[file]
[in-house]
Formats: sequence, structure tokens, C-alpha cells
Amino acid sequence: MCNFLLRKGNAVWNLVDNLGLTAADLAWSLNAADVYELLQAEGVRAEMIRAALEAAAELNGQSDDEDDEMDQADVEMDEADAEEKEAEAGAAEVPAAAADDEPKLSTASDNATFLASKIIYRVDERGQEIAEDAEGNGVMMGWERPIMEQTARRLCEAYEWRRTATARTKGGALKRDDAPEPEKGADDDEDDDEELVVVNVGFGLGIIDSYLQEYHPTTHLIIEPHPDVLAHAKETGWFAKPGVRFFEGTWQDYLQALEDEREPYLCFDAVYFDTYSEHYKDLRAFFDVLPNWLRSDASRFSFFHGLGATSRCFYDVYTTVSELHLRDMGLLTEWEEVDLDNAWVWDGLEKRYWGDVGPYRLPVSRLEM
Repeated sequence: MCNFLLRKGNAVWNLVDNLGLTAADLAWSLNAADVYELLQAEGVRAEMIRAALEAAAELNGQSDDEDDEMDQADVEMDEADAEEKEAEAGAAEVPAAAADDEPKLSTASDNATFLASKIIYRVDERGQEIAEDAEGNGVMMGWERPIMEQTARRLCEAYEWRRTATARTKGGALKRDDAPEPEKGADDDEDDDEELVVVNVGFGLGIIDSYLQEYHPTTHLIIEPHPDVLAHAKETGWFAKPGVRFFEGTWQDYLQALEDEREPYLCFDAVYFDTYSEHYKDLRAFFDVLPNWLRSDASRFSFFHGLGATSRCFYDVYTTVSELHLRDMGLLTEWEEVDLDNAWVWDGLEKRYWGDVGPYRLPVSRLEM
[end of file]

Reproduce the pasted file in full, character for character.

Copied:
[in-house]
Formats: sequence, structure tokens, C-alpha cells
Amino acid sequence: MCNFLLRKGNAVWNLVDNLGLTAADLAWSLNAADVYELLQAEGVRAEMIRAALEAAAELNGQSDDEDDEMDQADVEMDEADAEEKEAEAGAAEVPAAAADDEPKLSTASDNATFLASKIIYRVDERGQEIAEDAEGNGVMMGWERPIMEQTARRLCEAYEWRRTATARTKGGALKRDDAPEPEKGADDDEDDDEELVVVNVGFGLGIIDSYLQEYHPTTHLIIEPHPDVLAHAKETGWFAKPGVRFFEGTWQDYLQALEDEREPYLCFDAVYFDTYSEHYKDLRAFFDVLPNWLRSDASRFSFFHGLGATSRCFYDVYTTVSELHLRDMGLLTEWEEVDLDNAWVWDGLEKRYWGDVGPYRLPVSRLEM
Repeated sequence: MCNFLLRKGNAVWNLVDNLGLTAADLAWSLNAADVYELLQAEGVRAEMIRAALEAAAELNGQSDDEDDEMDQADVEMDEADAEEKEAEAGAAEVPAAAADDEPKLSTASDNATFLASKIIYRVDERGQEIAEDAEGNGVMMGWERPIMEQTARRLCEAYEWRRTATARTKGGALKRDDAPEPEKGADDDEDDDEELVVVNVGFGLGIIDSYLQEYHPTTHLIIEPHPDVLAHAKETGWFAKPGVRFFEGTWQDYLQALEDEREPYLCFDAVYFDTYSEHYKDLRAFFDVLPNWLRSDASRFSFFHGLGATSRCFYDVYTTVSELHLRDMGLLTEWEEVDLDNAWVWDGLEKRYWGDVGPYRLPVSRLEM